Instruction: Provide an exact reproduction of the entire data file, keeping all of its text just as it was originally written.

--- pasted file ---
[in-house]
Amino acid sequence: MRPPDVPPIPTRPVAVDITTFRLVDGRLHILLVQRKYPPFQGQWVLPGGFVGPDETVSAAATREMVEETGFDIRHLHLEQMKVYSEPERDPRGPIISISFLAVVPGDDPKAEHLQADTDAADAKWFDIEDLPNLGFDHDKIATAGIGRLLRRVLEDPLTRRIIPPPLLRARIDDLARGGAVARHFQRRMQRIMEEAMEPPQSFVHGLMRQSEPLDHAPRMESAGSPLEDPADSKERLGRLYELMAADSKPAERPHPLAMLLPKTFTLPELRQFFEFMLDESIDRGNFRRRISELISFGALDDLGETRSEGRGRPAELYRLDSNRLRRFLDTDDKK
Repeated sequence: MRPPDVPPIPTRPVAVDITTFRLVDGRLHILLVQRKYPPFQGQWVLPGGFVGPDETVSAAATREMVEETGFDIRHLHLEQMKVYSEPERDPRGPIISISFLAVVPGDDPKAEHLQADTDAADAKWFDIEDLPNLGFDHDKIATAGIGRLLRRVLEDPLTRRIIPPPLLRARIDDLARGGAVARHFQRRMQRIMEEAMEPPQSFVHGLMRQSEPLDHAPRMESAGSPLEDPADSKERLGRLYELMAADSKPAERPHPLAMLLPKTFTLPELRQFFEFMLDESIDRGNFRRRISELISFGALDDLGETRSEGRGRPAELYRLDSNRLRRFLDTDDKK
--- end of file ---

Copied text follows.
[in-house]
Amino acid sequence: MRPPDVPPIPTRPVAVDITTFRLVDGRLHILLVQRKYPPFQGQWVLPGGFVGPDETVSAAATREMVEETGFDIRHLHLEQMKVYSEPERDPRGPIISISFLAVVPGDDPKAEHLQADTDAADAKWFDIEDLPNLGFDHDKIATAGIGRLLRRVLEDPLTRRIIPPPLLRARIDDLARGGAVARHFQRRMQRIMEEAMEPPQSFVHGLMRQSEPLDHAPRMESAGSPLEDPADSKERLGRLYELMAADSKPAERPHPLAMLLPKTFTLPELRQFFEFMLDESIDRGNFRRRISELISFGALDDLGETRSEGRGRPAELYRLDSNRLRRFLDTDDKK
Repeated sequence: MRPPDVPPIPTRPVAVDITTFRLVDGRLHILLVQRKYPPFQGQWVLPGGFVGPDETVSAAATREMVEETGFDIRHLHLEQMKVYSEPERDPRGPIISISFLAVVPGDDPKAEHLQADTDAADAKWFDIEDLPNLGFDHDKIATAGIGRLLRRVLEDPLTRRIIPPPLLRARIDDLARGGAVARHFQRRMQRIMEEAMEPPQSFVHGLMRQSEPLDHAPRMESAGSPLEDPADSKERLGRLYELMAADSKPAERPHPLAMLLPKTFTLPELRQFFEFMLDESIDRGNFRRRISELISFGALDDLGETRSEGRGRPAELYRLDSNRLRRFLDTDDKK